There are a lot of challenges travelers run into when visiting a new locale. Besides acclimating to new surroundings, culture, food, and possibly a new language, we also have to find out the hard way whether or not our money handling decisions were, in fact, the right ones.
Sometimes our choices land us with no issue and we travel for extended periods with no worries. Other times— like when I decided to visit Australia with just a Nevada credit union debit card— we may end up hysterically crying, barred from access to your hard-earned dollars, and frantically borrowing cash from other travelers while waiting for wire transfers. (No? Just me? Bueller?)
So in an effort to help other adventurers find the right financial fit for them, I’m answering some of the Frequently Asked Questions I get about how I handle money while traveling.
Do you carry local currency or do you use a credit card?
Both. Some places I’ve traveled, like Fiji or South America, paying with credit cards isn’t accepted as often as cash. Sometimes the surcharge fees are too expensive for companies, hotels, or vendors to want to deal with cards. I’ve found it’s always best to have cash reserves (enough to get you through a few days) tucked around your bag. But with cash comes liability. So don’t keep more on you than you actually think you’ll need day-to-day.
What types of credit cards do you travel with?
When I was a novice traveler, I thought I could travel with my debit/credit card from my local Nevada bank with no issue. After all, I put all the necessary notifications on my account and my bank assured me I could always use an ATM (liars). After a week of dealing with a frozen account in Cairns, Australia, and no way to access my money, I learned my lesson. Once I got out of traveler hell, I applied for a credit card.
Now I travel with the Venture Card from Capital One, which also gives me points towards travel with every transaction (score). The built-in international chip means I have added security and it’s accepted practically everywhere in the world they accept cards. Plus, I never have to worry about international fees.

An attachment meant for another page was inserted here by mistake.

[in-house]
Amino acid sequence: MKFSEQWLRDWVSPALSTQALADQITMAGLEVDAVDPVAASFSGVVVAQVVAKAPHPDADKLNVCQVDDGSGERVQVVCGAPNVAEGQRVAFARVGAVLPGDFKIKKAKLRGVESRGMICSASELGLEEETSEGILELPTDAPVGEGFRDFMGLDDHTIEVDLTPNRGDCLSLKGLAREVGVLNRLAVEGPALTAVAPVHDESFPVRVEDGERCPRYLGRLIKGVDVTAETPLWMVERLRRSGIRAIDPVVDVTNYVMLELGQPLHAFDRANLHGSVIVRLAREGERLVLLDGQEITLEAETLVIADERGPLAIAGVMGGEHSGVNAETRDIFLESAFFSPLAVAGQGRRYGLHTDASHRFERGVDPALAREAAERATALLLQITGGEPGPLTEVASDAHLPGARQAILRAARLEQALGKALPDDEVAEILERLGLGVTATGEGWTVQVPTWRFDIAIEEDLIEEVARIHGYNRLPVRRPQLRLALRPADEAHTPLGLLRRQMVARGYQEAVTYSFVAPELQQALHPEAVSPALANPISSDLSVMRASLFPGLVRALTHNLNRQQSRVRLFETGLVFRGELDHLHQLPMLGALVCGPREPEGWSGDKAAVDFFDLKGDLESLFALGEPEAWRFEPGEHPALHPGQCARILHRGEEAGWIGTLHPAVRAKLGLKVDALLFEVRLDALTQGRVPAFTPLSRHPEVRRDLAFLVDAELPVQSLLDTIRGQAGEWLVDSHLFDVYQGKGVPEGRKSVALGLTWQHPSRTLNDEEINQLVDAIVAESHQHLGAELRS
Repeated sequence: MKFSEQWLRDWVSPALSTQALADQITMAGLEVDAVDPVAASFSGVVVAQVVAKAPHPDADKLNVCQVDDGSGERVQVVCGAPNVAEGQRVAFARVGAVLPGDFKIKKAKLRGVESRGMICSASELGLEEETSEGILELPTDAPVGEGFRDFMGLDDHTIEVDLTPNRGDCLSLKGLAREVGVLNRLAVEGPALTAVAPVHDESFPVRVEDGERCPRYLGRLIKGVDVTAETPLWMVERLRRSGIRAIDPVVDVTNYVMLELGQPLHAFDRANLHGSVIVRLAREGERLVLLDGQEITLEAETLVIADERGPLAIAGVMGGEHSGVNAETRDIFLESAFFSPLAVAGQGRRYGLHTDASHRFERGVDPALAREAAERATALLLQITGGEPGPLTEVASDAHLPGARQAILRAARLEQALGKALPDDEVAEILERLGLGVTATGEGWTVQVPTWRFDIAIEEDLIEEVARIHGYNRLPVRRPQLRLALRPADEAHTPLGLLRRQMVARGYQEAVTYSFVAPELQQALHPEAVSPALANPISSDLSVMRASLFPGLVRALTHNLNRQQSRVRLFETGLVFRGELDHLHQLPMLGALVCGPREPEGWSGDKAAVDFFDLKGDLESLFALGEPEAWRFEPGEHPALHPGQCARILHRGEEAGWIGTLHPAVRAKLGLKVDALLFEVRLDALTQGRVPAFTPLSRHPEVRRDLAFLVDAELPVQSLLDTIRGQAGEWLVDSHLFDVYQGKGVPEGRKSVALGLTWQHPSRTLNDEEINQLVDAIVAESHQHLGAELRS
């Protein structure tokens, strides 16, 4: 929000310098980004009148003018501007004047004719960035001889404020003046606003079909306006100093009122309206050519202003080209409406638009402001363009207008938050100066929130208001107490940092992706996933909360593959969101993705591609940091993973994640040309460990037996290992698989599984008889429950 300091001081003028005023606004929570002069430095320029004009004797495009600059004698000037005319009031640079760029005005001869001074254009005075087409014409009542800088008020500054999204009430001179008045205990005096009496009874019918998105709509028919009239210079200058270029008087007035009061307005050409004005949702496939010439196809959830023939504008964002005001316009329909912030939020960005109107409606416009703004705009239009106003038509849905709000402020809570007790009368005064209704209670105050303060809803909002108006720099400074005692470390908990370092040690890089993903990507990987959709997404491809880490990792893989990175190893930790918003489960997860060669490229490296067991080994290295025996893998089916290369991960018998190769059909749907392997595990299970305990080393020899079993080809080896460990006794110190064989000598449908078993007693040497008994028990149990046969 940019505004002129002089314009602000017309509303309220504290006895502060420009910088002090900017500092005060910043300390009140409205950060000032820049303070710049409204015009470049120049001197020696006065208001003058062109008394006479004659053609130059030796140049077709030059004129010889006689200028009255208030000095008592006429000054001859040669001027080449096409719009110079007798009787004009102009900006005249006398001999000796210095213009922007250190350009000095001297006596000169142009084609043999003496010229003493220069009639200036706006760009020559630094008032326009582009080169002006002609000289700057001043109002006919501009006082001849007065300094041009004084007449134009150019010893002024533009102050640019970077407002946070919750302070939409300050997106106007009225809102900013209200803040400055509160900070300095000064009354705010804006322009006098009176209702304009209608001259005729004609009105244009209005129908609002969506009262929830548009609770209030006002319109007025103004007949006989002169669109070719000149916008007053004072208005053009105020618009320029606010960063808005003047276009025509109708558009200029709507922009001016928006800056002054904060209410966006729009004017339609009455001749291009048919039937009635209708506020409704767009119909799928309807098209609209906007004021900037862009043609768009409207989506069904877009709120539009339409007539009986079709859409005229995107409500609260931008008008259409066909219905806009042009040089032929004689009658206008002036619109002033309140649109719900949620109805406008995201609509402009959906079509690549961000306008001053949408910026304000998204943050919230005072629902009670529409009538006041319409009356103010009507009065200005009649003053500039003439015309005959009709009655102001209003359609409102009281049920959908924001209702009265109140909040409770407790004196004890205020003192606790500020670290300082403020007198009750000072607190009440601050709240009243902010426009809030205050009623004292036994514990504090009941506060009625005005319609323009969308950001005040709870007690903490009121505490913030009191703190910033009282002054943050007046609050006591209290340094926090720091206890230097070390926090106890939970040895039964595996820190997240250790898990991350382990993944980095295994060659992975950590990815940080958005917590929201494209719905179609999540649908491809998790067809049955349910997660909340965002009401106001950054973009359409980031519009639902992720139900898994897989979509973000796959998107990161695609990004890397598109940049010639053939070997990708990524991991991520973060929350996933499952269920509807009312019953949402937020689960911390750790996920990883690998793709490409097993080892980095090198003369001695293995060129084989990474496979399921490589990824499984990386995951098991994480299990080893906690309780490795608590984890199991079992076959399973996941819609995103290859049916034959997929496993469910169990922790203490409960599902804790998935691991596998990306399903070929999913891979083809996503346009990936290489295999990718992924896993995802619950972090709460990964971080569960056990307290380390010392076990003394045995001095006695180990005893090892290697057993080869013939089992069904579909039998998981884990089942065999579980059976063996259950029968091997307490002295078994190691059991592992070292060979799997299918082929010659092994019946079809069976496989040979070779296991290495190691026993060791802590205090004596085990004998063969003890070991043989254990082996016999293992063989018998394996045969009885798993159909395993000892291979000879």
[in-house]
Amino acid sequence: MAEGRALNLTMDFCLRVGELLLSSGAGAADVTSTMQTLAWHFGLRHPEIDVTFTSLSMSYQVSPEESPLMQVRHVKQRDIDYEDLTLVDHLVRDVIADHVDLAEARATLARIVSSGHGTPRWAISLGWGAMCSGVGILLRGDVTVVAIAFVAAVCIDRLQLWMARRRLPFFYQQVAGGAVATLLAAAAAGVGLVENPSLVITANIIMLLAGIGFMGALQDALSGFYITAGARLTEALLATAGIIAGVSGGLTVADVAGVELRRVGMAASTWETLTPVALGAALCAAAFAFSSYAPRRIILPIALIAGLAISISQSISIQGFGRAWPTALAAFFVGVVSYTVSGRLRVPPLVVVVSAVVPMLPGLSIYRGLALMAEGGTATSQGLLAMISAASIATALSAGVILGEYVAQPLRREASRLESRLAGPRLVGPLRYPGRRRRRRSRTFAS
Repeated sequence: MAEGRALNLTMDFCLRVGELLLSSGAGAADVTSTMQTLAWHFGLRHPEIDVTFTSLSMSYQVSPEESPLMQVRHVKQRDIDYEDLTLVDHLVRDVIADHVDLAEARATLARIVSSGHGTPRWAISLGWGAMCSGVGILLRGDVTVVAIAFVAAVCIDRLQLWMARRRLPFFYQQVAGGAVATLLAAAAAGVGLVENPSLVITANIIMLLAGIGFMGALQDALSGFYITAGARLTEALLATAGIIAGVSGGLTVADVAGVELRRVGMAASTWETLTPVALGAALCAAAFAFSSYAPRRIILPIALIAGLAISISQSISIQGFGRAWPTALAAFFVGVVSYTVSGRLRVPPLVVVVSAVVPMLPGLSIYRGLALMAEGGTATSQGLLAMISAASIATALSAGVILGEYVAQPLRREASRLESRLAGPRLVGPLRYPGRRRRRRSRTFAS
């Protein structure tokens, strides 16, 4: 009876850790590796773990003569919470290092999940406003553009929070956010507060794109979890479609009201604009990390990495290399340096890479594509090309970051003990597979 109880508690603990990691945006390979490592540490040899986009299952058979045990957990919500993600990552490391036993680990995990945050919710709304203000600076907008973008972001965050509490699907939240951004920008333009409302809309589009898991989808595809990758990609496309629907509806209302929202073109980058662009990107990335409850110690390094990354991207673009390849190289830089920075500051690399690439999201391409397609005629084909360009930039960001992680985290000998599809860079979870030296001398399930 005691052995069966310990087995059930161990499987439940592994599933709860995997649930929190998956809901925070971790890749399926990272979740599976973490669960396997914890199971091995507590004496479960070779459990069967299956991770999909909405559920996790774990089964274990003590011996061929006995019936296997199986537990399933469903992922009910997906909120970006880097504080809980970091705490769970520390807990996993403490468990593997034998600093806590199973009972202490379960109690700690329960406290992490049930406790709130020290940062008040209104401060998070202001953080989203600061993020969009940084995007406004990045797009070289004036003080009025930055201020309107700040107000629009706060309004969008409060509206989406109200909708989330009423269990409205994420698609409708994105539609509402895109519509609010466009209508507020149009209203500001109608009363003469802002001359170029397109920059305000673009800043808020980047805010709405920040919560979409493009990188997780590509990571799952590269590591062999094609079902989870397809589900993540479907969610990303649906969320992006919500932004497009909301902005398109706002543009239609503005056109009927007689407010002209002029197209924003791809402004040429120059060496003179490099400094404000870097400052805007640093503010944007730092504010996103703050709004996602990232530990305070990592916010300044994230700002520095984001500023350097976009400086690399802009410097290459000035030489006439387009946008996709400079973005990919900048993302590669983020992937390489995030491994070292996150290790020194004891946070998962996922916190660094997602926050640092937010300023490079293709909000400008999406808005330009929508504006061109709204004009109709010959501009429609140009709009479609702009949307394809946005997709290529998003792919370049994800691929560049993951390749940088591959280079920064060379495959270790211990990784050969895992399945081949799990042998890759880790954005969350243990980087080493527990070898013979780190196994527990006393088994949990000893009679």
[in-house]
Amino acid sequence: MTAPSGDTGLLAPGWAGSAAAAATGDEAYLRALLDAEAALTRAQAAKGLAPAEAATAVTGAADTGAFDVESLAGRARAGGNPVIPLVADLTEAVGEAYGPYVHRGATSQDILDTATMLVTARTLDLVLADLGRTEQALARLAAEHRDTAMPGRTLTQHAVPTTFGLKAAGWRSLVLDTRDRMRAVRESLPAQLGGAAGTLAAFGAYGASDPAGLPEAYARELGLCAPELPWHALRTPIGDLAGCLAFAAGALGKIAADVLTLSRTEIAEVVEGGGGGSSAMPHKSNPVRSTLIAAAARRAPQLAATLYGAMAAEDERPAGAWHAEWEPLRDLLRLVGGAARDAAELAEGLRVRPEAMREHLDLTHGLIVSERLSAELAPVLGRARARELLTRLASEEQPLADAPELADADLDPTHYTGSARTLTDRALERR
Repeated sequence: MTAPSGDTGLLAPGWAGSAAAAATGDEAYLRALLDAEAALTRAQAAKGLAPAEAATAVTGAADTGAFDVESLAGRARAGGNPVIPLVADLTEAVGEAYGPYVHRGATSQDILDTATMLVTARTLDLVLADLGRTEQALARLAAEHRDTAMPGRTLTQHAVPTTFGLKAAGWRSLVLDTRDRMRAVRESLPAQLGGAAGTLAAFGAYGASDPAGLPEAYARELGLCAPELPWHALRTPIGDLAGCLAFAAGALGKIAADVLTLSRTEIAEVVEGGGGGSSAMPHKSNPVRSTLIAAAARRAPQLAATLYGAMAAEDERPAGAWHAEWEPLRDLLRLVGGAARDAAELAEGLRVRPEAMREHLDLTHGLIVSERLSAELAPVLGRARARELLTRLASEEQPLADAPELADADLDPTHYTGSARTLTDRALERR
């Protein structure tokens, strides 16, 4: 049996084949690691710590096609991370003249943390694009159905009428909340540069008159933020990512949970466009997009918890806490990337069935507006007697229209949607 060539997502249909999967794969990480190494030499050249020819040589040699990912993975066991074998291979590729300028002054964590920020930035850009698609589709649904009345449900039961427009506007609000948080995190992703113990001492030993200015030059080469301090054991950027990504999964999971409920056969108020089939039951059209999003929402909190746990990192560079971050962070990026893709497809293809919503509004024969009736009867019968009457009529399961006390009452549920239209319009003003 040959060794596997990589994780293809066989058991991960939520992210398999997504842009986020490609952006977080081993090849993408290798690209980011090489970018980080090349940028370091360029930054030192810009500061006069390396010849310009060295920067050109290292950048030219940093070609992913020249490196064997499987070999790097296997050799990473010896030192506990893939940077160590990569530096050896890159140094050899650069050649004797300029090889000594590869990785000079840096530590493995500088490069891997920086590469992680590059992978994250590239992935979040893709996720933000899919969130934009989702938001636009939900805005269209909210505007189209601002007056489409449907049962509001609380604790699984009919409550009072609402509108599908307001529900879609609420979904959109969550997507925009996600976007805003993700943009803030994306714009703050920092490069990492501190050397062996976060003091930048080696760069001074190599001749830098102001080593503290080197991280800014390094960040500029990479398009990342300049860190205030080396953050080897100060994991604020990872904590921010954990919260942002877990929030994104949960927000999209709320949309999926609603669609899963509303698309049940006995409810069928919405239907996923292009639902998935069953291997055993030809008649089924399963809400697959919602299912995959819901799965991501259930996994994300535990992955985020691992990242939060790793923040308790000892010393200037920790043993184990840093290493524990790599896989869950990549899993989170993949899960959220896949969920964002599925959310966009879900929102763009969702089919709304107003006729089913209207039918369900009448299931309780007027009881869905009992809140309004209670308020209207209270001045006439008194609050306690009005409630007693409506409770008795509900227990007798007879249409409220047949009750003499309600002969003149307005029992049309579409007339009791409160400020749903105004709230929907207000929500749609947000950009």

Sidenote: On a recent trip, I thought I’d misplaced a card, even though I was convinced it was still in my possession. I called Capital One and they suspended it without canceling the card. I found it a few days later and they reactivated it no problem. They do stick by their slogan “no-hassle.”
Another option that was recently introduced to me by other travelers is Charles Schwab. They are the preferred standard by travelers because they offer no monthly service fees, no ATM fees or international charges, and allow customers to use mobile banking anywhere. The accounts are also higher yield, meaning you get more back just by banking with them. Their cards also come standard with the international chip. I used them on a recent trip to South America with ease.
How do you keep track of your money while traveling?
I used to keep track of everything by hand but found it monotonous and difficult to maintain over lengthy periods of time. On my most recent international trip, I chose to only allot enough funds into one bank account to travel with so I knew exactly how much I had to spend.
However, a fellow traveler introduced me to an app called Trail Wallet. Not only does it allow you to input what you’re spending in the local currency, it converts those numbers into USD (or your chosen preferred currency) and averages your daily spending. Oh, and there’s a little caricature on the screen that will yell at you if you go over your daily maximum that you set, or applaud your frugal behaviors. The app offers summary charts to travelers of what they’re spending, how they’re spending it, and takes care of the inconvenience of converting currencies and tallying spending. Hurray for digital money minions!
What about Bitcoin?
I haven’t dealt much in Bitcoin currency, but I recently came across a company called Xapo that offers a Bitcoin Wallet and Vault. Colloquially defined as a checking account for Bitcoin, this system allows travelers to manage their money securely without fees, transaction delays, or geographic restrictions. Xapo allows customers to purchase Bitcoins as well as transfer them between their daily spending account (Wallet) and their secure savings (Vault). To make a purchase, simply provide an e-mail address to transfer the digital currency. You can even tip someone by using their Twitter handle (Awesomely freaky… And in case you were wondering my Twitter handle is @TheNomadGrad). Added bonus? The service is free.
Any other money traveling tips?
If you are concerned about running out of money or getting locked out of an account, add a trusted friend/family member to your account before you leave so they can wire you money if need be. It’s also important that you have a trusted phone provider or access to your voicemails in case your bank, credit card company, etc., needs to call you to verify a purchase.
Do you agree with my travel tips? What’s your best piece of travel money advice? Leave a comment! Let’s discuss.